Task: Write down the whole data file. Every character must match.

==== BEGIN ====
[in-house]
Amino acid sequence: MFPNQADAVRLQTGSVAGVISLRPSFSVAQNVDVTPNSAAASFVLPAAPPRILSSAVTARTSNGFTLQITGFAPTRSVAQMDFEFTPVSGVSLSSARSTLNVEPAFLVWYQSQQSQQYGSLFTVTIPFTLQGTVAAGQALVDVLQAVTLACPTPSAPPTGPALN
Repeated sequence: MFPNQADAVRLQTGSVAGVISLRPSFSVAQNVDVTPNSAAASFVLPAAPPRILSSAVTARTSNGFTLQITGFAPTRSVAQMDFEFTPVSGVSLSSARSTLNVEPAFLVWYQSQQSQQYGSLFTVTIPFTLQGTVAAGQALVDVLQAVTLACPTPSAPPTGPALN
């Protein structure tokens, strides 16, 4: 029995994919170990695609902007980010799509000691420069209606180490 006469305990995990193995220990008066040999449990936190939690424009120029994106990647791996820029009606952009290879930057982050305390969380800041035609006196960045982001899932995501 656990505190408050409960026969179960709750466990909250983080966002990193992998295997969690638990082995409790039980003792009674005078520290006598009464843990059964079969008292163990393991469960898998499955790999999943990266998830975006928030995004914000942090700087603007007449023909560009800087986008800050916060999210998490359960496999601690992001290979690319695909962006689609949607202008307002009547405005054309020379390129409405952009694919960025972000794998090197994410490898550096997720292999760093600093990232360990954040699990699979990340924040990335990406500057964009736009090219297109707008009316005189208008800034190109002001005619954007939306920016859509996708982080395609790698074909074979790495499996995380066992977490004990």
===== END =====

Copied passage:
[in-house]
Amino acid sequence: MFPNQADAVRLQTGSVAGVISLRPSFSVAQNVDVTPNSAAASFVLPAAPPRILSSAVTARTSNGFTLQITGFAPTRSVAQMDFEFTPVSGVSLSSARSTLNVEPAFLVWYQSQQSQQYGSLFTVTIPFTLQGTVAAGQALVDVLQAVTLACPTPSAPPTGPALN
Repeated sequence: MFPNQADAVRLQTGSVAGVISLRPSFSVAQNVDVTPNSAAASFVLPAAPPRILSSAVTARTSNGFTLQITGFAPTRSVAQMDFEFTPVSGVSLSSARSTLNVEPAFLVWYQSQQSQQYGSLFTVTIPFTLQGTVAAGQALVDVLQAVTLACPTPSAPPTGPALN
């Protein structure tokens, strides 16, 4: 029995994919170990695609902007980010799509000691420069209606180490 006469305990995990193995220990008066040999449990936190939690424009120029994106990647791996820029009606952009290879930057982050305390969380800041035609006196960045982001899932995501 656990505190408050409960026969179960709750466990909250983080966002990193992998295997969690638990082995409790039980003792009674005078520290006598009464843990059964079969008292163990393991469960898998499955790999999943990266998830975006928030995004914000942090700087603007007449023909560009800087986008800050916060999210998490359960496999601690992001290979690319695909962006689609949607202008307002009547405005054309020379390129409405952009694919960025972000794998090197994410490898550096997720292999760093600093990232360990954040699990699979990340924040990335990406500057964009736009090219297109707008009316005189208008800034190109002001005619954007939306920016859509996708982080395609790698074909074979790495499996995380066992977490004990």